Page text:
It’s time to put on a show. Or at least prepare one. It’s Monday morning and the cast and crew of I Love Lucy have five days to execute a new episode of the most popular TV show on the airwaves. But there’s a problem. Lucille Ball (Nicole Kidman) has been accused of being a communist. Her real-life husband and sitcom co-star Desi Arnaz (Javier Bardem) is convinced there’s nothing to worry about. No major publications are talking about it, surely it’ll blow over. But Ball’s mind is gripped with fear over how this could topple a show she loves with all her heart. As she goes through the next few days getting every detail of this I Love Lucy episode just right, various flashbacks show the audience how Ball and Arnaz met, as well as the ways they’ve betrayed and supported each other over the years.
Of his three directorial efforts so far, Being the Ricardos is probably the strongest thing Aaron Sorkin has helmed so far. He’s still not a great visualist, but there are more interesting visual flourishes (like the shift to black-and-white coloring for scenes where Ball’s outlining her ideas for I Love Lucy moments) here than in The Trial of the Chicago 7. Meanwhile, Sorkin’s penchant for embracing traditional crowdpleaser moments seems to have a greater purpose here. The whole plot is built on the idea that reality is intruding on this sitcom. As a parallel, deflating moments of harsh truth poke the balloons of joy that Being the Ricardos inflates during seemingly straightforward moments of triumph.
Though better than Chicago 7 and Molly’s Game, Ricardos still isn’t good enough to challenge my perception that Sorkin is one of those screenwriters whose scripts work bests when handled by other directors. The biggest issue at work here is that the narrative device of setting the story over five days of production on I Love Lucy keeps getting undercut by repeated flashbacks to the past. The simmering tension in this workplace never feels as potent as it should since Sorkin keeps darting all over the place. Ball may be determined to stay on set, no matter how late, to get her show right, but Sorkin shows a frustrating lack of commitment to this crucial locale
The intrusive nature of these flashbacks wouldn't be so much of a problem if they were either illuminating on the interior lives of Ball and Arnaz or at least entertaining. Unfortunately, these digressions don't rise to the challenge on either front. To add insult to injury, one of these visions of the past, set by the pool during daytime, features some truly hideous green-screen work that distracts from the dialogue. These segments also don't give lead actors Nicole Kidman and Javier Bardem opportunities to improve their mixed performances, another key factor of Being the Ricardos that leave something to be desired. Kidman's work never feels removed enough from Kidman's default acting persona. I didn't want her to do a straightforward Lucille Ball impersonation, I just kept yearning for her to root me in the story I was watching rather than remind me of her prior performances.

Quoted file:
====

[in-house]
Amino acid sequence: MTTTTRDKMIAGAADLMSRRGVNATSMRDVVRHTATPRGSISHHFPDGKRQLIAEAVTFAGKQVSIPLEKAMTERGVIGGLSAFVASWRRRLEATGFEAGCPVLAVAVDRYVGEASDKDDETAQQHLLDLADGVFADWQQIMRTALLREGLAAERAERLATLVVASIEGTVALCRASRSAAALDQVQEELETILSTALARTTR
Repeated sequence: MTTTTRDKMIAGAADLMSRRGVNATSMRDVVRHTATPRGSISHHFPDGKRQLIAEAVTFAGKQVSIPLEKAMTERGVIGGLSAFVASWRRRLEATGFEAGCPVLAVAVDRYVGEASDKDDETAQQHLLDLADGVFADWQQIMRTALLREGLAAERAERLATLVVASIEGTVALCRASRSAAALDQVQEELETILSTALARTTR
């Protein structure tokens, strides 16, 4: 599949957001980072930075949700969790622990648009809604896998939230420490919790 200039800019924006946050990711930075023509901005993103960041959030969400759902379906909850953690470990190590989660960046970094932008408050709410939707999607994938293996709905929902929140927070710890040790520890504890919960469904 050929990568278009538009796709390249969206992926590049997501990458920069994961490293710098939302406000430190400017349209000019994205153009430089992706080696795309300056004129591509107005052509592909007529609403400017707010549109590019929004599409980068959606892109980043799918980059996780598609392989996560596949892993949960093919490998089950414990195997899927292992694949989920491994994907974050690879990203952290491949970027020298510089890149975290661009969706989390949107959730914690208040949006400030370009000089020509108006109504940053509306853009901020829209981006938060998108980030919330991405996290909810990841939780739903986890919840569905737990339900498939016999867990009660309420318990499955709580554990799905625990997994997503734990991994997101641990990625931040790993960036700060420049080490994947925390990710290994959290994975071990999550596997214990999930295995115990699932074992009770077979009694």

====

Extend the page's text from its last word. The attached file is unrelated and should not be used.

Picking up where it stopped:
On the other end of the spectrum, Bardem revels in being a wholly different beast compared to his prior intimidating roles in No Country for Old Men and Skyfall by playing Arnaz as someone with smiles and energy to spare. It's certainly a lively performance, but it also feels too detached from reality to work properly. Bardem's got energy to spare, but he too often lapses into caricature. For vastly different reasons, both Kidman and Bardem struggle to make their portrayals of sitcom legends work as human beings.
It doesn't help that the duo is surrounded by a pack of character actors in supporting roles who deliver considerably superior and more believable work. J.K. Simmons as William Frawley, for example, provides welcome nuance into a cantankerous heavy drinker who also knows more than you might think, while Tony Hale gets to inject similar levels of complexities into the part of Jesse Oppenheimer, which initially seems like it'll be just another instance of Hale playing a neurotic antagonist. The best of the bunch, though, is Alia Shawkat. That subdued but confident delivery she mastered playing Maeby on Arrested Development turns out to be perfect for executing Sorkin dialogue. She's got the most memorable comic line deliveries in the whole movie, particularly a retort to the curiosity of a writer (played by Jake Lacy) regarding what Arnaz and Oppenheimer could be talking about behind closed doors.
The strong supporting cast and a solid helping of memorable exchanges that only Sorkin could write make the best scenes in Being the Ricardos a diverting affair. Plus, it's cool that Ball gets framed as a controlling genius without also getting coded as a villain, which doesn't always happen for women with those kinds of personality traits. Ball as depicted here is the kind of character Benedict Cumberbatch can play regularly, but women rarely get to inhabit, so that's nice to see. Even with these attributes, though, the whole movie never abandons the nagging feeling that it should be better than it is. Trying to frame Ball's communist scare and relationship friction between the stars of I Love Lucy as big dramatic events just doesn't work, at least not in this context. The proceedings keep trying to tell you they're massively important without giving you a reason for the urgency. Though it's Sorkin's best directorial effort to date, Being the Ricardos is still a movie that's impossible to fully love.